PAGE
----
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Exclusive | Northern Line Extension to open nine months late

Embankment tube station, northern line train departing, 8 june 2013

The opening of the Northern Line Extension in south London is to be pushed back by nine months, New Civil Engineer understands.

The line, which will link Kennington and Battersea, will now be opened in September 2021 rather than the originally planned December 2020 date, multiple sources have revealed.

The introduction of services on the new line is being “realigned” to coincide with the opening of the Bank Station upgrade allowing for additional capacity on the line. The new opening date would therefore be pushed back until after the planned three-month, partial closure of the Northern Line in 2021. 

A Transport for London investment programme report published in December last year revealed that the final works at Bank Station were set to be completed in 2022, a year later than planned.

Consequently, a source close to the project said the opening date for the Northern Line Extension was being shifted.

“In isolation the Northern Line Extension project is still on time and working towards a December 2020 finish,” the source said. “However, instead of doing a big bells and whistles unveiling then it will be realigned with the completion of works at Bank station.

“Works at Bank are scheduled to finish in June 2021 and then the opening of the entire Northern Line Extension will coincide with the opening of the new Bank station in the autumn of 2021.”

Northern line extension map october 2015

Northern line extension map

In a recently published board meeting, TfL said the forecast completion year of 2020 for the Northern Line Extension was being “reviewed as the designs for Battersea Power Station’s over site development and the Tube station have evolved”.

A TfL spokesperson said: “We are committed to completing the Northern Line Extension. TfL is working collaboratively with Battersea Power Station Development Company and we are making good progress - major tunnelling finished last year and the new and existing Northern line tunnels were connected for the first time. Track is being laid in both tunnels and the platforms at the new stations are currently being installed ahead of the further station fit-out next year.”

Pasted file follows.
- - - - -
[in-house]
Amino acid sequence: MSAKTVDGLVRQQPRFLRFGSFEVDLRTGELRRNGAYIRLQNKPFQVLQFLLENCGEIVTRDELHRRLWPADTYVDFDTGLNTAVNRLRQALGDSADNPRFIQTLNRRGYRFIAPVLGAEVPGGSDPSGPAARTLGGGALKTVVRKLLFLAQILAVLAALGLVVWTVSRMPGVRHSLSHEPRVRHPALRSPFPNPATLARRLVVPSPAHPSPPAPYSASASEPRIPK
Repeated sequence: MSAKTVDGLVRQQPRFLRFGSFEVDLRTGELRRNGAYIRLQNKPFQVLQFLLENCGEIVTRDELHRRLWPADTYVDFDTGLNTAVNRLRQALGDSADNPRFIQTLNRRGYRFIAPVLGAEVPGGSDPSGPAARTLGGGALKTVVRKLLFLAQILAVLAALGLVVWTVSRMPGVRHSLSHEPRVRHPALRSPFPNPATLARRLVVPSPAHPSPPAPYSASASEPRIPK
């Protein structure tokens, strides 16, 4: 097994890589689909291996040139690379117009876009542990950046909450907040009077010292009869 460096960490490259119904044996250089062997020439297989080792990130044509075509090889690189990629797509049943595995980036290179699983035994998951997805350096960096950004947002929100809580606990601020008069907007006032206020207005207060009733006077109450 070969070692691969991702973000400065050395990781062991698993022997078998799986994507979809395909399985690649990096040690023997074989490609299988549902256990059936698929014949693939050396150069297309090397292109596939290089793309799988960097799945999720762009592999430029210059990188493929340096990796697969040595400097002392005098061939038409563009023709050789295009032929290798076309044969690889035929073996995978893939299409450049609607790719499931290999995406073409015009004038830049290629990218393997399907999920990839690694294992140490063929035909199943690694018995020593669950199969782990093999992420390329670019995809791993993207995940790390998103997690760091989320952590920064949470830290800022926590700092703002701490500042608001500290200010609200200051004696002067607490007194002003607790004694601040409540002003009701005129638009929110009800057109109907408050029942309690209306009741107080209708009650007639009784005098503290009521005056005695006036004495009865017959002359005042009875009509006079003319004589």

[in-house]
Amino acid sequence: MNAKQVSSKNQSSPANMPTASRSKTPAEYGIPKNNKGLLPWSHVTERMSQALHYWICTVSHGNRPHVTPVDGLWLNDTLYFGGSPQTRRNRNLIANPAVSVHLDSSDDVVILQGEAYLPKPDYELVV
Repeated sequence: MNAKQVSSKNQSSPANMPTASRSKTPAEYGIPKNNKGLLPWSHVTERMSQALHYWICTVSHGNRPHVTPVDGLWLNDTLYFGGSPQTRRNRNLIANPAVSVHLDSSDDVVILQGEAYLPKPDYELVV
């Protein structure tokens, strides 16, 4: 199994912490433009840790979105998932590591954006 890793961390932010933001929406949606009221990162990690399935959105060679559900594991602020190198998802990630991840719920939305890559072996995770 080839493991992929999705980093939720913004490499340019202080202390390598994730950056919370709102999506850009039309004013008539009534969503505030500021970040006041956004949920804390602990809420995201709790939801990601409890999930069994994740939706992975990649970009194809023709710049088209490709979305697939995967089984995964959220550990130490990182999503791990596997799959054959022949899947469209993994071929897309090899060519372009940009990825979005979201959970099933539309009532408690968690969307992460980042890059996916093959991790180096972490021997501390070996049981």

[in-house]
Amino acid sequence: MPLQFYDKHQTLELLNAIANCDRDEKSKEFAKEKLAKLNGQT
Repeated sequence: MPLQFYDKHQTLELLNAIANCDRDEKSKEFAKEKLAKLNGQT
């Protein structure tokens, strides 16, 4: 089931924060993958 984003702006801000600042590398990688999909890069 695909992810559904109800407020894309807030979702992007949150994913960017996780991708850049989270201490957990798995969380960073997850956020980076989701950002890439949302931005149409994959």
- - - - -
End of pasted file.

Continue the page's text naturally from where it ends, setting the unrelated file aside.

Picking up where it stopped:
Tunnelling for the 3.2km long line was originally due to start in summer 2016 but was pushed back six months as modifications were made to the work schedule. It was then due to start in March but slipped to April as readying the TBMs took longer than expected.

Controversy over the cost of the line has also mired the project’s history. In 2016, London Underground said it was in discussions with the developer of Battersea Power Station over funding for changes to the design of the Malaysian-backed redevelopment scheme and the design of the underground station box.

TfL has not released the overall projected cost for building the line, citing it as commercially sensitivity. However TfL has confirmed that £643M has been spent on the project to date. 

A Ferrovial, Agroman and Laing O’Rourke joint venture selected by London Underground in 2014 is carrying out the works to design and build the new line which will have two new stations at Battersea and Nine Elms.

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Readers' comments (1)

  • Philip Alexander

    How can the quantum of any public expenditure remain secret for whatever reason. TfL need to come clean immediately. But of course with the Crossrail fiasco they are too embarrassed.
    But of course HS2 will come in on time and on budget. Ho ho. The government has to cancel it before they bankrupt the country. As if it's not already.

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